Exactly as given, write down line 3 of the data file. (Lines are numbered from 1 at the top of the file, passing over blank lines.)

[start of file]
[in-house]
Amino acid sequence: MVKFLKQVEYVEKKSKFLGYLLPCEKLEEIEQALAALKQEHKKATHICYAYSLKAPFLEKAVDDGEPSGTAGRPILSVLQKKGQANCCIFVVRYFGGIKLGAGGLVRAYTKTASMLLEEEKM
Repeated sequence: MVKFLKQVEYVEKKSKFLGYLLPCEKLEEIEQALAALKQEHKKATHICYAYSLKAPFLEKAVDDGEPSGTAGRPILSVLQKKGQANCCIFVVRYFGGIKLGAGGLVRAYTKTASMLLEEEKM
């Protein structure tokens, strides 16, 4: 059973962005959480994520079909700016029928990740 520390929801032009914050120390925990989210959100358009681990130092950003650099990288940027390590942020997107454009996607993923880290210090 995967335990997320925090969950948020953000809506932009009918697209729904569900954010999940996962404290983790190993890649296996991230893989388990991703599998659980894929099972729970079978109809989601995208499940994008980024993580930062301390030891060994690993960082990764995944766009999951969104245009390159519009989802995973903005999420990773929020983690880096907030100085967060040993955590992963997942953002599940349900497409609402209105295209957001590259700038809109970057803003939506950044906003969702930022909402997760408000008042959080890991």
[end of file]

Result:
Repeated sequence: MVKFLKQVEYVEKKSKFLGYLLPCEKLEEIEQALAALKQEHKKATHICYAYSLKAPFLEKAVDDGEPSGTAGRPILSVLQKKGQANCCIFVVRYFGGIKLGAGGLVRAYTKTASMLLEEEKM